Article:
Input jack. Ok I admit the jack looks awesome on this guitar, but is it functional? Almost, but not really. Traditionally, the jack is either top mounted on a strat or on the edge of the instrument beneath the tone control. This works well enough but a few guitars have positioned the jack in a place that’s a bit more ergonomic and enables the cable to pass through the strap in a more direct manor. Again, the Guthrie Govan signature model gets this right, as does the Ibanez Jem. I thought it was an odd choice to have the jack on the back of the instrument, but I do really like how the jack is angled, allowing the cable to run up directly to the strap button. The problem I have with this execution is, even after six months of owning the guitar, I find it really awkward to plug the cable in. Most guitars you can do it by feel and it’s crazy easy. For some reason, I usually have to visually see the jack to get the cable at the correct angle. Perhaps the worst part is that I can feel the cable poking me if I angle the neck up. It’s not really painful or uncomfortable, but I can definitely feel the cable hitting me which just makes this whole thing a bit of a mess. It was a cool thing to try and test out, but I’m not sure why this made it into production. I put this in the paper cut category; it’s only a slight nuisance.
Potentiometers. Charvel seems to have added the most “tricked out” pots to this guitar, again great on paper, but less so in practice. A lot of Charvels avoid a tone pot altogether. They do ever so slightly darken the sound of the circuit and a huge amount of players ignore them altogether. I happen to be the type of player that uses the tone knob a lot – probably because of my jazz background. Charvel came up with a great compromise of the “no-loan” tone pot. It’s almost the best of both worlds, except the strong detent in the pot makes it too difficult to turn with your pinky. That doesn’t sound too painful except we have the opposite problem with the volume knob. These guitars use the Bourne’s frictionless pot in the volume position. Personally, I don’t care for these because they way too easy for me to accidentally bump and then all of a sudden there’s no signal. So by the default, the guitar has one pot that’s much too easy to turn and the other that’s much too difficult. It’s a bad blend. I after suffering with this for 6 months I replaced them with some Dunlop super pots. I haven’t used these before, they seem nice and have just the right amount of friction to be normal, which works much better in practice for me.
Pickups. The DK24 diverges from the classic Charvel formula of a Duncan JB & 59 pickup, and instead has the Duncan Full shred, SSL6 single coil, and an Alnico 2 Pro in the neck position. These are pretty cool pickups that I don’t have first-hand experience with. Vivian Campbell was a big endorser of the full shred and of Slash has been using the AL2P since the 80s, so this should be a pretty solid set. This was actually the first guitar I’ve owned that sounded *amazing* when played acoustically but terrible when plugged in. The bridge pickup was very thin, trebly, and not very loud compared to the neck. The neck position was crazy over powering and I just couldn’t get a good sound out of it. But how can this be? Charvel has doubled down on this formula and continues to offer more models with this combo. After asking wrestling with my sanity and selling vs modding the guitar I decided to try some different pickups. After spending a couple hundred dollars on a set, I found the problem. Seymour Duncan held up their end of the deal just fine, it was Fender/Charvel who made a pretty egregious error. They installed the full shred in the neck and the AL2P in the bridge on the guitar. <facepalm> I’m sure this wasn’t the first or last time for this to happen, but it’s the first time I’ve run into it. Once I discovered that, the world makes sense again. It wasn’t too difficult to swap them, but it’s a pretty bad mistake to make at the factory. I wanted to describe this problem a bit so maybe it will help others if they find the same scenario. I will also note that the guitar has some pretty trick wiring with a variety of split pickup combinations in the 2-4 positions. All of these sounded bad when the pickups were reversed. Now that I have them installed properly, the split sounds are all really nice and usable.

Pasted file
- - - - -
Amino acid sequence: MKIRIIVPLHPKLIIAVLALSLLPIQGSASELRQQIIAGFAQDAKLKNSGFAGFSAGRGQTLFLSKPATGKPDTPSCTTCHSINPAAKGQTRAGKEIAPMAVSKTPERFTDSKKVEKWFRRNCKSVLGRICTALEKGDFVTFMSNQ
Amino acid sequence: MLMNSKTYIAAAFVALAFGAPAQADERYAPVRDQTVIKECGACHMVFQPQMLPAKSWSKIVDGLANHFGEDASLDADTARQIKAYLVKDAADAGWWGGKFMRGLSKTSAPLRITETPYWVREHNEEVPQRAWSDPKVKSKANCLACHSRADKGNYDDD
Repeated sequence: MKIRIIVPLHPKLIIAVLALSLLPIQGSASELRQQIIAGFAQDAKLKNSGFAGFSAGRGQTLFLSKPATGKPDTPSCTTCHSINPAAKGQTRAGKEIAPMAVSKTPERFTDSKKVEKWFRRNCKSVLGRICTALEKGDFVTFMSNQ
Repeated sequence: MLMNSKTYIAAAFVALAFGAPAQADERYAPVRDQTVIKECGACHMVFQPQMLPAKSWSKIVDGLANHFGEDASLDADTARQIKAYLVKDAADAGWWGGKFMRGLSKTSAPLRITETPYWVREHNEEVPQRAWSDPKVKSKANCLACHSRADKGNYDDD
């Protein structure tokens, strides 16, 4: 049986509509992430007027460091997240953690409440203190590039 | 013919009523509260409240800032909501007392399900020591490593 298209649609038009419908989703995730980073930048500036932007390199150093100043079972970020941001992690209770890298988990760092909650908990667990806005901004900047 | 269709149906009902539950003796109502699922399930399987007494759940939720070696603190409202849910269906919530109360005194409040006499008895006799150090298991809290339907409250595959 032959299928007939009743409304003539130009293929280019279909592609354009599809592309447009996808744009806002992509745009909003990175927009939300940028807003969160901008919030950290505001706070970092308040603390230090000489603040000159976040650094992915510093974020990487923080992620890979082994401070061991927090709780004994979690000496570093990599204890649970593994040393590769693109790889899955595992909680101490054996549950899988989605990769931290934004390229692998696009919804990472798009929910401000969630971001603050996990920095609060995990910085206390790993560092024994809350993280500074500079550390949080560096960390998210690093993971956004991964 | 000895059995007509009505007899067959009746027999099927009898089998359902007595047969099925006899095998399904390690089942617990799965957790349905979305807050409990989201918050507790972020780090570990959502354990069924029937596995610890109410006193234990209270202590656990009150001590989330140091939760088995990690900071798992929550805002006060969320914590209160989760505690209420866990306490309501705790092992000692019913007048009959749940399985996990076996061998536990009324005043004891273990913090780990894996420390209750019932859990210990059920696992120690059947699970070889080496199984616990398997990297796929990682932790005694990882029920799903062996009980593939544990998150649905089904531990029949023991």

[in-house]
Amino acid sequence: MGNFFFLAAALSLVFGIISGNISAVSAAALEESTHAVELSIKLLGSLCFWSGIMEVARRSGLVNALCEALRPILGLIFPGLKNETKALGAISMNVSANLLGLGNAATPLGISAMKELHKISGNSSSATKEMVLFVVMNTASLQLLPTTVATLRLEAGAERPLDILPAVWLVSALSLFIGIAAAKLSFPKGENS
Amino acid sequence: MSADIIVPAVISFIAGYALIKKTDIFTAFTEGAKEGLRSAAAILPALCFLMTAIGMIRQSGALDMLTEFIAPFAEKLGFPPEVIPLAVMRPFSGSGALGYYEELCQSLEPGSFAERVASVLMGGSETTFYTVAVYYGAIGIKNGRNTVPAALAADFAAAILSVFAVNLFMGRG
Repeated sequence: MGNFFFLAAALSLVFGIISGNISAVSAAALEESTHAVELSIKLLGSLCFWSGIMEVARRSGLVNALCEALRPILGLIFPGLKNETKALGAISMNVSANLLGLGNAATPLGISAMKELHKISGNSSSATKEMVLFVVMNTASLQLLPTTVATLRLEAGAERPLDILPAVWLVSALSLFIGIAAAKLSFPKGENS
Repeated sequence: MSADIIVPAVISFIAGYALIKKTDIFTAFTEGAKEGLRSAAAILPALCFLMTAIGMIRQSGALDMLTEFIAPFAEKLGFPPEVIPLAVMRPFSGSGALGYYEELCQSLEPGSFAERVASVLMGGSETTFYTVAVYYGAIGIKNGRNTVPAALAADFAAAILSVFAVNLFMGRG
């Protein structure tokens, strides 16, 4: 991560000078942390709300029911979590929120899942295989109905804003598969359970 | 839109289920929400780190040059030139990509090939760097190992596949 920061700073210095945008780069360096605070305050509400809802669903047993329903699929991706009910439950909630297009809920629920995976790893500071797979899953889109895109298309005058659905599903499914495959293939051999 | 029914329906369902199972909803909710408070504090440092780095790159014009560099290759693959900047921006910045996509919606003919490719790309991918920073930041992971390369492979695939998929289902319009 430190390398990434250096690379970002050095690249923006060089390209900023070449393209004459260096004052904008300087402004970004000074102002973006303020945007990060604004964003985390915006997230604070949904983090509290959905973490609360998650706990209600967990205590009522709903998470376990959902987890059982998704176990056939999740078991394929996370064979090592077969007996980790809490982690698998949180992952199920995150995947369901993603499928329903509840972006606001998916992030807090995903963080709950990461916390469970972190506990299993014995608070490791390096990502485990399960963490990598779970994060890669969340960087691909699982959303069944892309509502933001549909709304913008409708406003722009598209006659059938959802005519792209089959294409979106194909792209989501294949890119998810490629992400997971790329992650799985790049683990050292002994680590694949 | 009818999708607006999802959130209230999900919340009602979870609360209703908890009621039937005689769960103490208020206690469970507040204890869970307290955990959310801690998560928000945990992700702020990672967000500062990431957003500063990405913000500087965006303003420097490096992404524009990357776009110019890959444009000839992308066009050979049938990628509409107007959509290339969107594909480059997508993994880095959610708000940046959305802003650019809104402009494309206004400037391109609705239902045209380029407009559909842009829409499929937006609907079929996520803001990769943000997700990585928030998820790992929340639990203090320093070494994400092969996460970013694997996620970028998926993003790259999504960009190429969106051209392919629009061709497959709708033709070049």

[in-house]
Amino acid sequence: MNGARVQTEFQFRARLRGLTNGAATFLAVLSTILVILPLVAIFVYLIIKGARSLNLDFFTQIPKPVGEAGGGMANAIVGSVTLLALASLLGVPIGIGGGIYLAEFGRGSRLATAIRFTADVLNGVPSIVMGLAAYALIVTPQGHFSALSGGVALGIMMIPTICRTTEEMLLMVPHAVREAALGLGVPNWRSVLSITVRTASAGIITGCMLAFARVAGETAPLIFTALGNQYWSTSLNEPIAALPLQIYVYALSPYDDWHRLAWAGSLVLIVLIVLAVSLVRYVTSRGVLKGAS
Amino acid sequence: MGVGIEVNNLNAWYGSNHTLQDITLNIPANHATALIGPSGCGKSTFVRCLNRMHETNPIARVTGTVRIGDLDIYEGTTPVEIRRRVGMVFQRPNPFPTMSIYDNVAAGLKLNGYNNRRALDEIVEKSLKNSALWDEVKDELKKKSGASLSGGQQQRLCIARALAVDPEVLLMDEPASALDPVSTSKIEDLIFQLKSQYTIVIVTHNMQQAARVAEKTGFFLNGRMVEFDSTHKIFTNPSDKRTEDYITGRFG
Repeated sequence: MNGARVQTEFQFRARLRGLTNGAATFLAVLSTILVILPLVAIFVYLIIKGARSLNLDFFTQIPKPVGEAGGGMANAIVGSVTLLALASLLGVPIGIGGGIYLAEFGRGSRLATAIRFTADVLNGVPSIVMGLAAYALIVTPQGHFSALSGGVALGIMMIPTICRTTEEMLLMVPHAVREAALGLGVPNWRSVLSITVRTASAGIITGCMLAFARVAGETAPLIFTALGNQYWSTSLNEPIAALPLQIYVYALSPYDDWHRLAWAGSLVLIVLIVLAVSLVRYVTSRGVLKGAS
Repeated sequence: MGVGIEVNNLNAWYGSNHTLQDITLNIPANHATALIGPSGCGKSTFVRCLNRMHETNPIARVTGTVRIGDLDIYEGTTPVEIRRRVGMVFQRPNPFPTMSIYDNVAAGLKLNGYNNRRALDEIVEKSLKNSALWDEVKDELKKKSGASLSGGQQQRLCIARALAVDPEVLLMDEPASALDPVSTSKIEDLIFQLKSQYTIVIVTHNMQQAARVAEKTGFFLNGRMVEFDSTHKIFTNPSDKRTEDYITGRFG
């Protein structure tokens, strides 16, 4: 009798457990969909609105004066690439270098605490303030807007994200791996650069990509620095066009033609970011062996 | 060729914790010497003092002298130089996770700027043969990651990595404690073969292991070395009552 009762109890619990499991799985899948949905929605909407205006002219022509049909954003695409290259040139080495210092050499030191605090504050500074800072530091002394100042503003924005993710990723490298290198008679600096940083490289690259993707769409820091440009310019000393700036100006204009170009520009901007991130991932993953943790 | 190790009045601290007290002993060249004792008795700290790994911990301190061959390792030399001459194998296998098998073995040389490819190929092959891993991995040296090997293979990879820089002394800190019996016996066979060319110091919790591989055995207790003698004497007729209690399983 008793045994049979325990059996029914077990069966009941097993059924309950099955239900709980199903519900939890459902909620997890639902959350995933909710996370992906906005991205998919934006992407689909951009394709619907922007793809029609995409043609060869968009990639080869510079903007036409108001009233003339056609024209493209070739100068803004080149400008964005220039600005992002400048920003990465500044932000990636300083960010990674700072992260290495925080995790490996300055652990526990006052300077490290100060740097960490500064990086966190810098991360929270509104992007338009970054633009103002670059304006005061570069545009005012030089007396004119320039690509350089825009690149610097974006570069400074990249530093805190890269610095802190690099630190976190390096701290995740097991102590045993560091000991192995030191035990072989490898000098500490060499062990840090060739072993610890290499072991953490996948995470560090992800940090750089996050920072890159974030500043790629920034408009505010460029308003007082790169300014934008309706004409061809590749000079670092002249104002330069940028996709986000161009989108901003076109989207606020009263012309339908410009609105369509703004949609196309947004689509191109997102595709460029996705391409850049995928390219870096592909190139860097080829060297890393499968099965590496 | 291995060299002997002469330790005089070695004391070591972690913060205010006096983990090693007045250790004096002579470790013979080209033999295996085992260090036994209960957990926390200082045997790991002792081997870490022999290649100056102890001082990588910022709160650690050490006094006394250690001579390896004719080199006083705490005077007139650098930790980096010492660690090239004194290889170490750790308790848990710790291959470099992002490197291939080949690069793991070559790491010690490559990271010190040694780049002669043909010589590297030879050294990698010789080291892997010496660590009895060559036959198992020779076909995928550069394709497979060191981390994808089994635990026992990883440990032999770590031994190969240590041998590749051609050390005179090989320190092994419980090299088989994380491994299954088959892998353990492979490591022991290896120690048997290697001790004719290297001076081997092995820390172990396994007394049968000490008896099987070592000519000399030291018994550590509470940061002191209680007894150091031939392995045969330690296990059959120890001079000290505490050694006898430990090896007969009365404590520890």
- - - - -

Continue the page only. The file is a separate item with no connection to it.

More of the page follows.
I did compare it to my shredder Warmoth (more similar to the San Dimas) and my Tom Anderson guitars. It’s like comparing apples to oranges. Ultimately I think my Warmoth is a better guitar, but there’s no guarantee someone else will have the same experience. I believe the Charvels will be more consistent. Same with my Andersons; I definitely prefer the sound and feel of these guitars, but they cost 3-4x the price. Are they worth the money? Yes, no question. …but I will say I am still really impressed with the Charvel and I think it’s a great instrument.
Ultimately, I really like this guitar. It’s not without it’s flaws, but fortunately most people won’t have the same problem with the pickups being reversed like mine. The other items I don’t like on the guitar are very minor and unlikely to bother most guitarists. Two things that keep the price point down on this guitar is the three piece body and nickel frets. These two things don’t bother me at all, again, especially considering the price. I think it’s a great buy and I would recommend it for someone looking to get a performance guitar for under $1500.